Art Appreciation Topic III: Late Antiquity and the Middle Ages
Art Appreciation Topic III: Late Antiquity and the Middle Ages 300-1450
In the West, early Christian art appeared before thereligion was officially established in 313. Some of the earliestexamples can be found in the Catacombs—the subterranean vaultsjust outside Rome. Persecution by the Roman authorities, whichreached a peak during the reign of Diocletian (284-305), ensuredthat art works were either portable or hidden away from publicview. The situation improved in 313, when EmperorConstantine granted Christians full religious freedom. In earlyChristian art, images of the Crucifixion were consideredabhorrent, since it was a degrading form of execution reserved forslaves and criminals. Instead, early Christian artists borrowed ideasfrom classical depictions of Roman gods. A favorite theme was theGood Shepherd, which was frequently depicted in paintings,mosaics and carvings.
In 330, Emperor Constantine moved his capital toByzantium, renaming it Constantinople. Here, Christianartists were exposed to very different influences. The citywas Greek, but affected by cultures of the Near East. Byzantine artists created their first religiousmasterpieces in mosaic. In 395, following the death ofTheodosius the Great, the empire was divided and theartistic traditions of its two halves began to diverge. Afterthe fall of Rome in 476, the city of Ravenna played a keyrole, as the Emperor Justinian made it his capital in theWest. Constant warfare in the West led to an era ofdiminished artistic production, while in Byzantiumreligious icons and imperial images were venerated.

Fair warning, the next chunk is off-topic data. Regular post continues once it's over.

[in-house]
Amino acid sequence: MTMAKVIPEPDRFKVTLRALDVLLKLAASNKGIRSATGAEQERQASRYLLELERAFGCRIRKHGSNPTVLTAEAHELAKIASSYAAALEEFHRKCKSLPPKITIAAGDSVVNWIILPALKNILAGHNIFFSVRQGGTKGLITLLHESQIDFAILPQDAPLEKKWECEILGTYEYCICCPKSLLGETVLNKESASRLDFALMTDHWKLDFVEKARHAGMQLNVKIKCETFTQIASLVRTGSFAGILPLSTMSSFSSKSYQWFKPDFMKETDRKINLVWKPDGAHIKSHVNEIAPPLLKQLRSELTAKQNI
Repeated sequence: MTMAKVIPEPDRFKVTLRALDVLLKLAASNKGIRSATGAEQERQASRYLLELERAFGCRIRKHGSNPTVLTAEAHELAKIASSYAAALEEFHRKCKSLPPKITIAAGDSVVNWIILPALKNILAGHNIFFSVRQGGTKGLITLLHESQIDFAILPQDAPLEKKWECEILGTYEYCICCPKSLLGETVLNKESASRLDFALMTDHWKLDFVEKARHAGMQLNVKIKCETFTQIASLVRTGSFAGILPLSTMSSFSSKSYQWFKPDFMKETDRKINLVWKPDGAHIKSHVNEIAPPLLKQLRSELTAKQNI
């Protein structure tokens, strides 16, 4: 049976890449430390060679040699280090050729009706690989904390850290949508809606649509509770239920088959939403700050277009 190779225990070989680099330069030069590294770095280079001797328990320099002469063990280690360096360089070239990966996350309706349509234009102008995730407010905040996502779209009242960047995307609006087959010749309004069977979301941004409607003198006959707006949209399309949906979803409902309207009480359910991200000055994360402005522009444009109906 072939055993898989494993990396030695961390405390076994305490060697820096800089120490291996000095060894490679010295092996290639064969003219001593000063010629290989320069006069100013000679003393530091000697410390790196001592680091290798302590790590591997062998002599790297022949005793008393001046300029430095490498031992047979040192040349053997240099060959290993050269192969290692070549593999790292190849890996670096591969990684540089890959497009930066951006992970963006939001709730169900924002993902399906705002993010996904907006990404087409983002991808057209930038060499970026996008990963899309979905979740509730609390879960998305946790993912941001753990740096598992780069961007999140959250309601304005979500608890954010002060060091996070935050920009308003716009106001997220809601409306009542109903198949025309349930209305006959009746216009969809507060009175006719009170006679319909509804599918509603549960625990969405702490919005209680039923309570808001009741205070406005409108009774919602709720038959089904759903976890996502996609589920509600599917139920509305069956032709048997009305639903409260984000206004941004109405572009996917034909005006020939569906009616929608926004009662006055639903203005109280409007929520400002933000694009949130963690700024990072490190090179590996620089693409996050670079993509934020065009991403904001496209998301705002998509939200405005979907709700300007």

The veneration of holy images led to problems in the8th century, when the practice was deemed idolatrous.During the Iconoclastic crisis (c.725-83), thousands ofreligious works were destroyed. In later Byzantine art, wall paintings and iconsplayed a growing role. Religious icons were venerated, andtheir appearance was strictly controlled. Their forms weresymbolic and stylized, and any artistic individuality wasfrowned upon. Religious icons transmitted Byzantine influences farbeyond the empire’s borders, with the greatest icons beingproduced in Russia.
The Romanesque and Gothic styles of architecture andart dominated western Europe after 1000. Romanesque architecture revived certain features ofancient Roman art, especially its sheer ambition, expressing a newconfidence following a period when Western Christendom hadbeen threatened with destruction. Large-scale sculpture wasrevived and painting flourished. Whereas Romanesque architecture is massive and oftenoverpoweringly austere, Gothic architecture is, characteristically,soaring and graceful. Painting and sculpture of the Gothic periodis typically refined, with figures often having elongated proportionsand a sense of flowing elegance. Gothic art was used primarily inthe service of the Christian Church, although it also had secularexpressions, particularly when it developed into the courtly styleknown as International Gothic.
Crucifixion with aCarthusian Monk by Jean deBeaumetz
St. GeorgeRescuing thePrincess ofTrebizond byPisanello
Italian art of the late 13th and 14th centuries differsfundamentally from that produced elsewhere in Europe at the time.Various currents flowed through Italian art in the early 14th century,including influences from the Gothic style and from Byzantine culture. In the later 14th century, however, the austere otherworldlinessof Byzantine art began to be softened by a new naturalism andhumanity, looking forward to the Renaissance. Religion was a major inspiration to artists at this time:altarpieces and church frescoes were the dominant forms in painting,and sculptural types included pulpits and statues of saints. Italianpainters of the day established standard techniques for tempera andfresco that endured for centuries. In sculpture, the materials for themost prestigious works were marble and bronze, sometimes gildedwith a thin layer of gold.